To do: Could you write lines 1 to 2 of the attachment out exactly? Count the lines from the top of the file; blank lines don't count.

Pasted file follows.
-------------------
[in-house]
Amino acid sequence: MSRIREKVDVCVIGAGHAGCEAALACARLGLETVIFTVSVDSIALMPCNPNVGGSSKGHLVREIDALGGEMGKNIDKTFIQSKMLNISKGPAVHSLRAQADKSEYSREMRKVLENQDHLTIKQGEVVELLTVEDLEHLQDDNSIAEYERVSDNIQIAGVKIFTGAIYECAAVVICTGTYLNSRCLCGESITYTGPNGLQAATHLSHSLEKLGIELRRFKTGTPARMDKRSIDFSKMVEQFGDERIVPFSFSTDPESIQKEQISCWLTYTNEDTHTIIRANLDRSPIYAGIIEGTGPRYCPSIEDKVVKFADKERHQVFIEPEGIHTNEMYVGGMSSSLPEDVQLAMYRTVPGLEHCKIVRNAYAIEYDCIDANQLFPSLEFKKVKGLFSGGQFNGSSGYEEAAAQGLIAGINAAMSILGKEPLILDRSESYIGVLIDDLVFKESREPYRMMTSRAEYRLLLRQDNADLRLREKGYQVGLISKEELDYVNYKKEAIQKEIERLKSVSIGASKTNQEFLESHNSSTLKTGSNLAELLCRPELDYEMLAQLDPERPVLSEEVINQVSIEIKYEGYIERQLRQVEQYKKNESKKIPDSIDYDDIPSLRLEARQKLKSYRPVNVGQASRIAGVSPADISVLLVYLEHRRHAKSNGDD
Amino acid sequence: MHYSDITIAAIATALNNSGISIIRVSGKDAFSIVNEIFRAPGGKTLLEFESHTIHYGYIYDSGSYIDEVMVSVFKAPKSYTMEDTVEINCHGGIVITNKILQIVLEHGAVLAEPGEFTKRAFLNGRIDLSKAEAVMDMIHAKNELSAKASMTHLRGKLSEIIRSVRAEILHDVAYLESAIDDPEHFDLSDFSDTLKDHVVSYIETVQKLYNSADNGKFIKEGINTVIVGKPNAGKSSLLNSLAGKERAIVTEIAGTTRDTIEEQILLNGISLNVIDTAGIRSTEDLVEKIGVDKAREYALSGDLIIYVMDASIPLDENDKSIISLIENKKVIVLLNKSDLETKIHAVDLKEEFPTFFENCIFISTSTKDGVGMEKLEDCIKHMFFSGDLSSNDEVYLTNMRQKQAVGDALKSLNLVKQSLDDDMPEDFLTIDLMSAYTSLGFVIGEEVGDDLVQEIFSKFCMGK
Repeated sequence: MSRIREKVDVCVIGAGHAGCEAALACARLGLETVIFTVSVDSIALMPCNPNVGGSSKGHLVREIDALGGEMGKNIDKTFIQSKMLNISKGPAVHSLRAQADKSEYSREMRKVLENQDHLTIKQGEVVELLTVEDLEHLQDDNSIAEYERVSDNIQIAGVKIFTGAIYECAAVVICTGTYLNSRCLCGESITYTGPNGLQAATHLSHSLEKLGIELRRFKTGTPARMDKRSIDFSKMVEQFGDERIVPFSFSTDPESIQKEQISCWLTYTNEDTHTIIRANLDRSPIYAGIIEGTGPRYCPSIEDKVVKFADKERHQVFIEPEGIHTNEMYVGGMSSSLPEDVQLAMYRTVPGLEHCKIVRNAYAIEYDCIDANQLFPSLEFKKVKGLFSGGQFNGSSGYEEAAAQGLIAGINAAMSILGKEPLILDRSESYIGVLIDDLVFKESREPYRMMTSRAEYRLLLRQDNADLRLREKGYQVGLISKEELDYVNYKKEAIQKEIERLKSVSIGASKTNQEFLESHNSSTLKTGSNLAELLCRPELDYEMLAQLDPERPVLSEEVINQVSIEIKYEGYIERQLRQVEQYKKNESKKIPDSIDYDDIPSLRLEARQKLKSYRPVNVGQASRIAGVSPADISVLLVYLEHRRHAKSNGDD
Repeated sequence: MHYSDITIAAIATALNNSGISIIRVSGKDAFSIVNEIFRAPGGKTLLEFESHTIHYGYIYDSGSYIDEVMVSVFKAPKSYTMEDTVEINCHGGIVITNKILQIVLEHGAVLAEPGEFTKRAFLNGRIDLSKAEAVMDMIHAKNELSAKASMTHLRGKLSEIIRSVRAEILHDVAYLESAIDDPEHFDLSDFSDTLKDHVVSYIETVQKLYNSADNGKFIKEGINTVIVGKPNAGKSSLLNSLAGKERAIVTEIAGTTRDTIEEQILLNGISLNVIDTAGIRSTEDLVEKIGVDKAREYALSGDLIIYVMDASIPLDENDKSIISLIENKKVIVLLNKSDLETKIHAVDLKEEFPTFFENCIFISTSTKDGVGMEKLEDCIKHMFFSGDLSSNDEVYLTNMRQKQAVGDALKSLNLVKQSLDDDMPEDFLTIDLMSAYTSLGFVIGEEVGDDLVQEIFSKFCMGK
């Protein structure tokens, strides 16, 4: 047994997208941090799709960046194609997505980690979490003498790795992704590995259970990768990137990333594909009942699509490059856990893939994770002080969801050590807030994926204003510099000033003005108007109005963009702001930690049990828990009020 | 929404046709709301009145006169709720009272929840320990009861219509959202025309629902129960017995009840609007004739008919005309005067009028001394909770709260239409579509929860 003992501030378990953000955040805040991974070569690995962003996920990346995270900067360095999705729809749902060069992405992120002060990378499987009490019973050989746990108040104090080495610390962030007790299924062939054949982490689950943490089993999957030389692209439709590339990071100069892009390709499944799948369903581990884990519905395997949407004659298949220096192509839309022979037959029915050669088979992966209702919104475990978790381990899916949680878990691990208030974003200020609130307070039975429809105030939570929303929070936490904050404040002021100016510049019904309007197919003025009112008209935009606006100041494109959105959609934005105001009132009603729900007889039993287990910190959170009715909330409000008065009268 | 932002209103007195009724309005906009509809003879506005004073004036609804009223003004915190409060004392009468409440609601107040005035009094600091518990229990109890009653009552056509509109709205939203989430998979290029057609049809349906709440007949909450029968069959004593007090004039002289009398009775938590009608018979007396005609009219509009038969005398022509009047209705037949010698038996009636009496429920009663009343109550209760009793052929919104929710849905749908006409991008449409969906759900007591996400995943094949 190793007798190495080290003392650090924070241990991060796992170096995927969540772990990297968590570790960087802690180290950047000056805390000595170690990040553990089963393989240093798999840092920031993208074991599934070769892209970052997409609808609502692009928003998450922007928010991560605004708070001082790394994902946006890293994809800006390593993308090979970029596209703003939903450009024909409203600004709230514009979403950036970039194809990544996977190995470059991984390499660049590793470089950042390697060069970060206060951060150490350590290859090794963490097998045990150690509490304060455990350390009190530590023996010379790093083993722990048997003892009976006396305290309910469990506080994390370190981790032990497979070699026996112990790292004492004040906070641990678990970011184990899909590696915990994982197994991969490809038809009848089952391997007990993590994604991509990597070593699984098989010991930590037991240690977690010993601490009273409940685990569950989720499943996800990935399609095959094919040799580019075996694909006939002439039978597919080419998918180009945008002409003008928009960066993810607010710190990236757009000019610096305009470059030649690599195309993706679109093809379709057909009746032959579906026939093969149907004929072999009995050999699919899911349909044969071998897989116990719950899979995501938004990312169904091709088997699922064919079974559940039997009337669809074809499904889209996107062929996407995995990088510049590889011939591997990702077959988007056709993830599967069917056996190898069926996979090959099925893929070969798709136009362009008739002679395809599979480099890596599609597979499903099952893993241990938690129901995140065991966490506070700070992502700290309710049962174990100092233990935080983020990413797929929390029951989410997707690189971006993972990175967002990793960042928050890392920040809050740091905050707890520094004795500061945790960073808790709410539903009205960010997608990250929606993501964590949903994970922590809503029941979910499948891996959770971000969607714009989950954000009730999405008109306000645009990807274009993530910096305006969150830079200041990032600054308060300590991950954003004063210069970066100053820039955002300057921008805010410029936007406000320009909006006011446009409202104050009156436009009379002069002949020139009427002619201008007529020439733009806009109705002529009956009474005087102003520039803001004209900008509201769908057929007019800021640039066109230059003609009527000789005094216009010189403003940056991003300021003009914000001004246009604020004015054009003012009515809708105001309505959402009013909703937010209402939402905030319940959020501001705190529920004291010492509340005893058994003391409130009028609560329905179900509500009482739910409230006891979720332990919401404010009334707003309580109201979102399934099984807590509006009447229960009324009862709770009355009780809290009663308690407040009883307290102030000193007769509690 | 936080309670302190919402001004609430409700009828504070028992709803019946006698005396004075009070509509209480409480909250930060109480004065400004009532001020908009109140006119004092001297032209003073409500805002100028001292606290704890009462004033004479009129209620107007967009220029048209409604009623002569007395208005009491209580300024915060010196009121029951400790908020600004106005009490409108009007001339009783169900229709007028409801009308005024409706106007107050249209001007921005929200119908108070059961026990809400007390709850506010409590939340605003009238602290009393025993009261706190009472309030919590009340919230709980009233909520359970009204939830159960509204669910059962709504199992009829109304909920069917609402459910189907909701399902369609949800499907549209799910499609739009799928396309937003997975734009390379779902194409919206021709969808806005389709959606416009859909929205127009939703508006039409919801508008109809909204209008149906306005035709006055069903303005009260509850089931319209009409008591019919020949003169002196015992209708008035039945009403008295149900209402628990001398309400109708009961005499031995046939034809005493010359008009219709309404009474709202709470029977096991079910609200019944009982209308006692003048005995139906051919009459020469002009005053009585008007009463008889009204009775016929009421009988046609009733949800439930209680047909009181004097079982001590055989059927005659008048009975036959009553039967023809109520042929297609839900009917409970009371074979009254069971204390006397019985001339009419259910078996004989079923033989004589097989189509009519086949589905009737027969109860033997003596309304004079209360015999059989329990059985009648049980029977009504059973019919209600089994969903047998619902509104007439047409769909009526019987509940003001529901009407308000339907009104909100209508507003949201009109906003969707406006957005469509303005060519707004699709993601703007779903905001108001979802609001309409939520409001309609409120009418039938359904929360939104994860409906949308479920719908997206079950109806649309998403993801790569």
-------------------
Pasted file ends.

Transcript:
[in-house]
Amino acid sequence: MSRIREKVDVCVIGAGHAGCEAALACARLGLETVIFTVSVDSIALMPCNPNVGGSSKGHLVREIDALGGEMGKNIDKTFIQSKMLNISKGPAVHSLRAQADKSEYSREMRKVLENQDHLTIKQGEVVELLTVEDLEHLQDDNSIAEYERVSDNIQIAGVKIFTGAIYECAAVVICTGTYLNSRCLCGESITYTGPNGLQAATHLSHSLEKLGIELRRFKTGTPARMDKRSIDFSKMVEQFGDERIVPFSFSTDPESIQKEQISCWLTYTNEDTHTIIRANLDRSPIYAGIIEGTGPRYCPSIEDKVVKFADKERHQVFIEPEGIHTNEMYVGGMSSSLPEDVQLAMYRTVPGLEHCKIVRNAYAIEYDCIDANQLFPSLEFKKVKGLFSGGQFNGSSGYEEAAAQGLIAGINAAMSILGKEPLILDRSESYIGVLIDDLVFKESREPYRMMTSRAEYRLLLRQDNADLRLREKGYQVGLISKEELDYVNYKKEAIQKEIERLKSVSIGASKTNQEFLESHNSSTLKTGSNLAELLCRPELDYEMLAQLDPERPVLSEEVINQVSIEIKYEGYIERQLRQVEQYKKNESKKIPDSIDYDDIPSLRLEARQKLKSYRPVNVGQASRIAGVSPADISVLLVYLEHRRHAKSNGDD